WASHINGTON– U.S. job vacancies rose unexpectedly in September, suggesting that the U.S. labor market is not cooling as fast as Federal Reserve inflation fighters had hoped.
Employers posted 10.7 million job openings in September, up from 10.3 million in August, the Labor Department said Tuesday. Economists expected the number of job vacancies to fall below 10 million for the first time since June 2021.
Over the past two years, as the economy rebounded from the 2020 COVID-19 recession, employers complained that they could not find enough workers. With so many jobs available, workers can afford to quit and seek a job that pays better or offers better benefits or flexibility. Companies have therefore been forced to raise wages to attract and retain staff. Rising wages have contributed to inflation that hit 40-year highs in 2022.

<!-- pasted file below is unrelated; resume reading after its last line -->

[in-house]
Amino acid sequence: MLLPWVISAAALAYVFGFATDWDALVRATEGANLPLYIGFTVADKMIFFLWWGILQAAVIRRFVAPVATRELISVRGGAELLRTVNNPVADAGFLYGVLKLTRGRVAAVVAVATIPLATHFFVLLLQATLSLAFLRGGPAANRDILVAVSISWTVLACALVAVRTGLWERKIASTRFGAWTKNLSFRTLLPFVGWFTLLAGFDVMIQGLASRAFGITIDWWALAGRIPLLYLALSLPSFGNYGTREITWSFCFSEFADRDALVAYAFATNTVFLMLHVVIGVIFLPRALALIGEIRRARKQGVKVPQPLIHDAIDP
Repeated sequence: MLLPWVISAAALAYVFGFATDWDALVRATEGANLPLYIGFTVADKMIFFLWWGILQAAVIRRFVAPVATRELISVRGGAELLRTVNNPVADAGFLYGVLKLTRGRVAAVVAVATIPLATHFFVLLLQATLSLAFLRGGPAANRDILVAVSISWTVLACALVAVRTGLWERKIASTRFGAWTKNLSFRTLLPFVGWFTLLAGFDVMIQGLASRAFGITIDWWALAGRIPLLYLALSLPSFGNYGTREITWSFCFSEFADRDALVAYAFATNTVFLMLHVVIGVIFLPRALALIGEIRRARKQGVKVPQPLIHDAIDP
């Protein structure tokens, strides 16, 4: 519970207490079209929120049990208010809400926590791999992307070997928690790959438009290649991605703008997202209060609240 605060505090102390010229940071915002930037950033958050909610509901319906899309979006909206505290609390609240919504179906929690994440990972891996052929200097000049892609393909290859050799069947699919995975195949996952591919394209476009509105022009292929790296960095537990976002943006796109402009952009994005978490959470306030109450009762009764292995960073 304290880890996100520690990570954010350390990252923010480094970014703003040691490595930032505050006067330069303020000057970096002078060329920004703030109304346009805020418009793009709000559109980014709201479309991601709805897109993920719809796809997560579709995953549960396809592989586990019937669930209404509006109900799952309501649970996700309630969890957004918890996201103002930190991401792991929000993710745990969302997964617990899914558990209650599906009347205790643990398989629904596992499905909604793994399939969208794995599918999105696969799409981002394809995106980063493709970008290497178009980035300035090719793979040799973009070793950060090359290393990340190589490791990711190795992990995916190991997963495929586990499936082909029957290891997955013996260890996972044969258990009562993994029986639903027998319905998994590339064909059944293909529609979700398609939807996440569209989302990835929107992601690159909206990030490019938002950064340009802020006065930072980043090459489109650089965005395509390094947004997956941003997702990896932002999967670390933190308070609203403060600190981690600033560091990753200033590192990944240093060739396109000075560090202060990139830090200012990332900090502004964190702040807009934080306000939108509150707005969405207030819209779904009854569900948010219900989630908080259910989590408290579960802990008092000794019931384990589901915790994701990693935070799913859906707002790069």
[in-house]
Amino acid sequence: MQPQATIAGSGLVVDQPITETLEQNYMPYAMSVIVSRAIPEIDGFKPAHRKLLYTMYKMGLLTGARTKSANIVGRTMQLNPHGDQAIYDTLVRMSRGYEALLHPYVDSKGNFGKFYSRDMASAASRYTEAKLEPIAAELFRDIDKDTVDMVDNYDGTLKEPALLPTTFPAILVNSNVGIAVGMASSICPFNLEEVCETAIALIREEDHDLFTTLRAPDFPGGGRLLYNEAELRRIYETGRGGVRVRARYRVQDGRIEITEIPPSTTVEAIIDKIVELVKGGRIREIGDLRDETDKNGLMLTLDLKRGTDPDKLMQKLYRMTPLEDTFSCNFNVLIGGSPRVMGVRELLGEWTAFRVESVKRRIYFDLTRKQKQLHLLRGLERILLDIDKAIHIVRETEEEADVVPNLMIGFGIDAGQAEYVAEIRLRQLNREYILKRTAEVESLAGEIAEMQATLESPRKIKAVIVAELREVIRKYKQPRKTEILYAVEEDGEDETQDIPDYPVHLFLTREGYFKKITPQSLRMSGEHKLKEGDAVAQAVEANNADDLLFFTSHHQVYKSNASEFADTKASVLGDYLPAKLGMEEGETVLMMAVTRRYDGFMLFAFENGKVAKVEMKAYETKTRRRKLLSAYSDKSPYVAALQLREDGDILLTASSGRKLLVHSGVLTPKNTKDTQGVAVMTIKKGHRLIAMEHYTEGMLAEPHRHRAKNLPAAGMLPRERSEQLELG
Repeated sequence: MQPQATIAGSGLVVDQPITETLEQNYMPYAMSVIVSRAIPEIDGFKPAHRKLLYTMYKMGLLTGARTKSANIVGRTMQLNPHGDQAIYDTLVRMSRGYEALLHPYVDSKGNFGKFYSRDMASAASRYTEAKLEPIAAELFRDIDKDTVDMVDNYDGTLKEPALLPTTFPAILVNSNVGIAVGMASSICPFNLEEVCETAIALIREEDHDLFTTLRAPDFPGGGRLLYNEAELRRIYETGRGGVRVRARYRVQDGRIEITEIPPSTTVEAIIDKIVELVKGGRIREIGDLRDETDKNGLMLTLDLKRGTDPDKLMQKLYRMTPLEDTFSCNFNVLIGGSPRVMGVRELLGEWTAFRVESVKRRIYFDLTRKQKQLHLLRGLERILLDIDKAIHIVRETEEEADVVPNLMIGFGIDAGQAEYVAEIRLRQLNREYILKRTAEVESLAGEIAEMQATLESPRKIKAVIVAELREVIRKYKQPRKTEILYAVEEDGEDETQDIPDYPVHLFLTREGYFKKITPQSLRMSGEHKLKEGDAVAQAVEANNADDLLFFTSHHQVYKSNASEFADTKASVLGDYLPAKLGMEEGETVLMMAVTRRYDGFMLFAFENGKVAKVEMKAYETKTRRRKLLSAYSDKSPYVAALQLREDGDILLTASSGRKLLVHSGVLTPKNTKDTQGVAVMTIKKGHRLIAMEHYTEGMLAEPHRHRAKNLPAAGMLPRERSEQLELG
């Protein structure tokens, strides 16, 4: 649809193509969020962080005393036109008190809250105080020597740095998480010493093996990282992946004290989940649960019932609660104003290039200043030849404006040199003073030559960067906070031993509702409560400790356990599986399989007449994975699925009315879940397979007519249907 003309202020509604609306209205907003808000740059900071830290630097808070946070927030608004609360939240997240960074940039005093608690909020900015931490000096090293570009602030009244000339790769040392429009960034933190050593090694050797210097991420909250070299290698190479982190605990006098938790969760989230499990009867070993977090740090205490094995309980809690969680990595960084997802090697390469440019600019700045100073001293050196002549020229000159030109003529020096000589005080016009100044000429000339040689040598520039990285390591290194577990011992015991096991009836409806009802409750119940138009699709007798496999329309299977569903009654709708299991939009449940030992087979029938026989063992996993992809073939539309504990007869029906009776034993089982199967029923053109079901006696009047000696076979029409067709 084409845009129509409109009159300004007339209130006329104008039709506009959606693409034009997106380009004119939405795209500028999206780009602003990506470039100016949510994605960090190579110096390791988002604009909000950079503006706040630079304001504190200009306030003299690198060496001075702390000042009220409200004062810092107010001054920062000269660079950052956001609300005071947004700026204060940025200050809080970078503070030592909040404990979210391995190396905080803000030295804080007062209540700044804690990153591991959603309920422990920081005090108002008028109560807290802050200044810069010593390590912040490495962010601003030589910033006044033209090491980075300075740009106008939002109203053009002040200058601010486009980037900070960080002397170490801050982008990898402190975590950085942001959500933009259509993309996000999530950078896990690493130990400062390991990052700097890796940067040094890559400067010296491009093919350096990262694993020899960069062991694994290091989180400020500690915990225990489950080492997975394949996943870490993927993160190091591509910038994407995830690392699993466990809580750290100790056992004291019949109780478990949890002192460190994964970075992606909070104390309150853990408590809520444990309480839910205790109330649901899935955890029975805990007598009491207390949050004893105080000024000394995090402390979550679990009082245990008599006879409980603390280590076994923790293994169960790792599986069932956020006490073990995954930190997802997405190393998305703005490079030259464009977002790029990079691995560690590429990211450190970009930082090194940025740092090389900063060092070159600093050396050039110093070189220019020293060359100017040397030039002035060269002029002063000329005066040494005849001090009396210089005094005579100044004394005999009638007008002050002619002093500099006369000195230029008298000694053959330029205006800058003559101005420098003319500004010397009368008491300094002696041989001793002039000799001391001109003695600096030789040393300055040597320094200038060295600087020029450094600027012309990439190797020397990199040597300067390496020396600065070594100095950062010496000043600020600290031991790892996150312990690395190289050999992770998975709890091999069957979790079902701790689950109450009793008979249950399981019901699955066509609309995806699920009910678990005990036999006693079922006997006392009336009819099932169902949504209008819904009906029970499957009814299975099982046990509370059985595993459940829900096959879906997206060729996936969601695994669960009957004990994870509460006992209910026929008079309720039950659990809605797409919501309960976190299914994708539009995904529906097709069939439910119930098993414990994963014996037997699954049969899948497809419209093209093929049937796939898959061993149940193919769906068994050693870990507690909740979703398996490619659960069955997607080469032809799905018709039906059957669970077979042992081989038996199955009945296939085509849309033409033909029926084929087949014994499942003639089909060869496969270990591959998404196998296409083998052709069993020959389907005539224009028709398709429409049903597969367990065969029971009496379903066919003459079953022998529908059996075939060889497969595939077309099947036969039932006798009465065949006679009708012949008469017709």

In another sign the labor market remains tight and employers are unwilling to let workers go, layoffs fell in September to 1.3 million, the fewest since April. But the number of people quitting their jobs slipped in September to just under 4.1 million, still high by historical standards.
To combat rising prices, the Federal Reserve has raised its benchmark interest rate five times this year and is expected to make another increase on Wednesday and again at its December meeting. The central bank is aiming for a so-called soft landing – raising rates just enough to slow economic growth and lower inflation without causing a recession.
Fed Chairman Jerome Powell has expressed hope that inflationary pressure can be eased by employers cutting job openings, not jobs.